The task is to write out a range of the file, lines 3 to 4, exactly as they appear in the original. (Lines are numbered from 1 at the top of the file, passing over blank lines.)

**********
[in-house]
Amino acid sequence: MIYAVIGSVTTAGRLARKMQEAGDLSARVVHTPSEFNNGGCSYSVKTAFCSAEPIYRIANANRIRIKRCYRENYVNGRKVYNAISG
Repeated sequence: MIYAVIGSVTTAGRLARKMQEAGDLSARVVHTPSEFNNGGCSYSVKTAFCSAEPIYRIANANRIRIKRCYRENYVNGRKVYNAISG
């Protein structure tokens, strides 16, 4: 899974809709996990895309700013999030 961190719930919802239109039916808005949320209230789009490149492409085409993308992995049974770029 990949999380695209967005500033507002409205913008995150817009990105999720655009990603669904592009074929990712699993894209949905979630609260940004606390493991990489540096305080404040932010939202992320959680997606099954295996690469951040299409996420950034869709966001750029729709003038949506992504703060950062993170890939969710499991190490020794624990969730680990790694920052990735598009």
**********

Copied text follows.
Repeated sequence: MIYAVIGSVTTAGRLARKMQEAGDLSARVVHTPSEFNNGGCSYSVKTAFCSAEPIYRIANANRIRIKRCYRENYVNGRKVYNAISG
């Protein structure tokens, strides 16, 4: 899974809709996990895309700013999030 961190719930919802239109039916808005949320209230789009490149492409085409993308992995049974770029 990949999380695209967005500033507002409205913008995150817009990105999720655009990603669904592009074929990712699993894209949905979630609260940004606390493991990489540096305080404040932010939202992320959680997606099954295996690469951040299409996420950034869709966001750029729709003038949506992504703060950062993170890939969710499991190490020794624990969730680990790694920052990735598009």